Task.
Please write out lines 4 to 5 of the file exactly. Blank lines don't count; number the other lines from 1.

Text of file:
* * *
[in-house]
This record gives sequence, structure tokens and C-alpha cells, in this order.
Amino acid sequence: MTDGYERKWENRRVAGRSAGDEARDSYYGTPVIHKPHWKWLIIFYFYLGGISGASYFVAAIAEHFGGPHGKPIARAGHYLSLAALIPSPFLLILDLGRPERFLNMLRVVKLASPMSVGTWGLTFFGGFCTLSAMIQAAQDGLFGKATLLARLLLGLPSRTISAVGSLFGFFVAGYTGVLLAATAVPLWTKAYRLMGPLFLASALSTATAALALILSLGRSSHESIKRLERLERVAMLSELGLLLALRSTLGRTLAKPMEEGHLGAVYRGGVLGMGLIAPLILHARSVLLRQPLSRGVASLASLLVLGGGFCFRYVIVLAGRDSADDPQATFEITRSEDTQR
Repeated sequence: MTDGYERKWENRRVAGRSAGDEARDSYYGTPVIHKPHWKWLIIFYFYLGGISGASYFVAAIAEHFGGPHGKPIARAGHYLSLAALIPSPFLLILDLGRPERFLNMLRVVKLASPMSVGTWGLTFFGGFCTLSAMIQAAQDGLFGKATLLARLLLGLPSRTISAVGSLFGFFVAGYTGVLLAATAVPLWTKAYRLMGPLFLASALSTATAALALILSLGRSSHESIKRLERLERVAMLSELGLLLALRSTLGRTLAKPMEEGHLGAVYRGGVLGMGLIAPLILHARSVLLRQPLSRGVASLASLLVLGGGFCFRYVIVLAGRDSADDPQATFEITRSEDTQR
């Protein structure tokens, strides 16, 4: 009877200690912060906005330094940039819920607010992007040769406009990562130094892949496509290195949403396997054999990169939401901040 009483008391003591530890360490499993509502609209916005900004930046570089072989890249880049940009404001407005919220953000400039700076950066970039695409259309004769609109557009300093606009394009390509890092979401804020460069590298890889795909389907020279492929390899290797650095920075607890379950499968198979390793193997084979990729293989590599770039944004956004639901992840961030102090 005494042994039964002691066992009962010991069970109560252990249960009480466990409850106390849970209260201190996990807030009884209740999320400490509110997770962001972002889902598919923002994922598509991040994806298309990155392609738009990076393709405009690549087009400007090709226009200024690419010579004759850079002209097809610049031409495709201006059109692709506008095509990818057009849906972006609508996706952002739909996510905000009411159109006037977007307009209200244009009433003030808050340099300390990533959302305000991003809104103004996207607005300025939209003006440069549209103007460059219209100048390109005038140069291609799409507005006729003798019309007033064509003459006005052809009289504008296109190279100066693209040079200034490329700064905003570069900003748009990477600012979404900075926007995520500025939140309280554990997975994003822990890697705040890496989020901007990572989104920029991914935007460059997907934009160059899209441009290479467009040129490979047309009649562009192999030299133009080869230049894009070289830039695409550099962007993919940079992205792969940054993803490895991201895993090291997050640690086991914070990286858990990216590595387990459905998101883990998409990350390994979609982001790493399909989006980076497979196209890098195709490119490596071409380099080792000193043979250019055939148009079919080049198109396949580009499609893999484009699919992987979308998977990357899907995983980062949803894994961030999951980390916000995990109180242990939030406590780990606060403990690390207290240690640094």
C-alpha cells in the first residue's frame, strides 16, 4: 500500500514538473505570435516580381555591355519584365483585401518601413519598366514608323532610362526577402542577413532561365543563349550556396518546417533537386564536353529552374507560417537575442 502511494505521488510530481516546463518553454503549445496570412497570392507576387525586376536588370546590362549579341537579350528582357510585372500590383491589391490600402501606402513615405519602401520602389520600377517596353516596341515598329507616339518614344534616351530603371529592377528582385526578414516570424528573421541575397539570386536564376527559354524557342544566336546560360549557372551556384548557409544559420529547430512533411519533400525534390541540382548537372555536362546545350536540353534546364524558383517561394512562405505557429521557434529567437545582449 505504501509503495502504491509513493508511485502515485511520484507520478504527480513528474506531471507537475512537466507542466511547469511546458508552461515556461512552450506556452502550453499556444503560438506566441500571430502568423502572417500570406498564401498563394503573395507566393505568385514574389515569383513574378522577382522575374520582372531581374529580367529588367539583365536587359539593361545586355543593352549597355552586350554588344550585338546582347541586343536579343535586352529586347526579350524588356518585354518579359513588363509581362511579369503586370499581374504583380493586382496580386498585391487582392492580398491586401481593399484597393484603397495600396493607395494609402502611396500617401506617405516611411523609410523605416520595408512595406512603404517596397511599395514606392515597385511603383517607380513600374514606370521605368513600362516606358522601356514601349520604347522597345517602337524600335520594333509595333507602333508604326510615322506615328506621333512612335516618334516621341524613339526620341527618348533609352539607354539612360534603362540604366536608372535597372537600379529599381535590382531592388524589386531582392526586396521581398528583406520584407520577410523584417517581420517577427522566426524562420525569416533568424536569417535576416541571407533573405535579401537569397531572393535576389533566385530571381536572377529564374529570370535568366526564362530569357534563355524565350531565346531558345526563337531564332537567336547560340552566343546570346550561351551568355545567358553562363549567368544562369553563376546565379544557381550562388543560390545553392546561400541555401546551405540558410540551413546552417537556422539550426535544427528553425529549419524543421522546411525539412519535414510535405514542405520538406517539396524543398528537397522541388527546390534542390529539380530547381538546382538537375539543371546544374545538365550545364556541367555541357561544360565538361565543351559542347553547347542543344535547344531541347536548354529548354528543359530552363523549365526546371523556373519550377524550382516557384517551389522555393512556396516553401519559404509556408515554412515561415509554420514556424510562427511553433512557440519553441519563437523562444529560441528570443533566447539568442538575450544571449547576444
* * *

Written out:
Repeated sequence: MTDGYERKWENRRVAGRSAGDEARDSYYGTPVIHKPHWKWLIIFYFYLGGISGASYFVAAIAEHFGGPHGKPIARAGHYLSLAALIPSPFLLILDLGRPERFLNMLRVVKLASPMSVGTWGLTFFGGFCTLSAMIQAAQDGLFGKATLLARLLLGLPSRTISAVGSLFGFFVAGYTGVLLAATAVPLWTKAYRLMGPLFLASALSTATAALALILSLGRSSHESIKRLERLERVAMLSELGLLLALRSTLGRTLAKPMEEGHLGAVYRGGVLGMGLIAPLILHARSVLLRQPLSRGVASLASLLVLGGGFCFRYVIVLAGRDSADDPQATFEITRSEDTQR
């Protein structure tokens, strides 16, 4: 009877200690912060906005330094940039819920607010992007040769406009990562130094892949496509290195949403396997054999990169939401901040 009483008391003591530890360490499993509502609209916005900004930046570089072989890249880049940009404001407005919220953000400039700076950066970039695409259309004769609109557009300093606009394009390509890092979401804020460069590298890889795909389907020279492929390899290797650095920075607890379950499968198979390793193997084979990729293989590599770039944004956004639901992840961030102090 005494042994039964002691066992009962010991069970109560252990249960009480466990409850106390849970209260201190996990807030009884209740999320400490509110997770962001972002889902598919923002994922598509991040994806298309990155392609738009990076393709405009690549087009400007090709226009200024690419010579004759850079002209097809610049031409495709201006059109692709506008095509990818057009849906972006609508996706952002739909996510905000009411159109006037977007307009209200244009009433003030808050340099300390990533959302305000991003809104103004996207607005300025939209003006440069549209103007460059219209100048390109005038140069291609799409507005006729003798019309007033064509003459006005052809009289504008296109190279100066693209040079200034490329700064905003570069900003748009990477600012979404900075926007995520500025939140309280554990997975994003822990890697705040890496989020901007990572989104920029991914935007460059997907934009160059899209441009290479467009040129490979047309009649562009192999030299133009080869230049894009070289830039695409550099962007993919940079992205792969940054993803490895991201895993090291997050640690086991914070990286858990990216590595387990459905998101883990998409990350390994979609982001790493399909989006980076497979196209890098195709490119490596071409380099080792000193043979250019055939148009079919080049198109396949580009499609893999484009699919992987979308998977990357899907995983980062949803894994961030999951980390916000995990109180242990939030406590780990606060403990690390207290240690640094």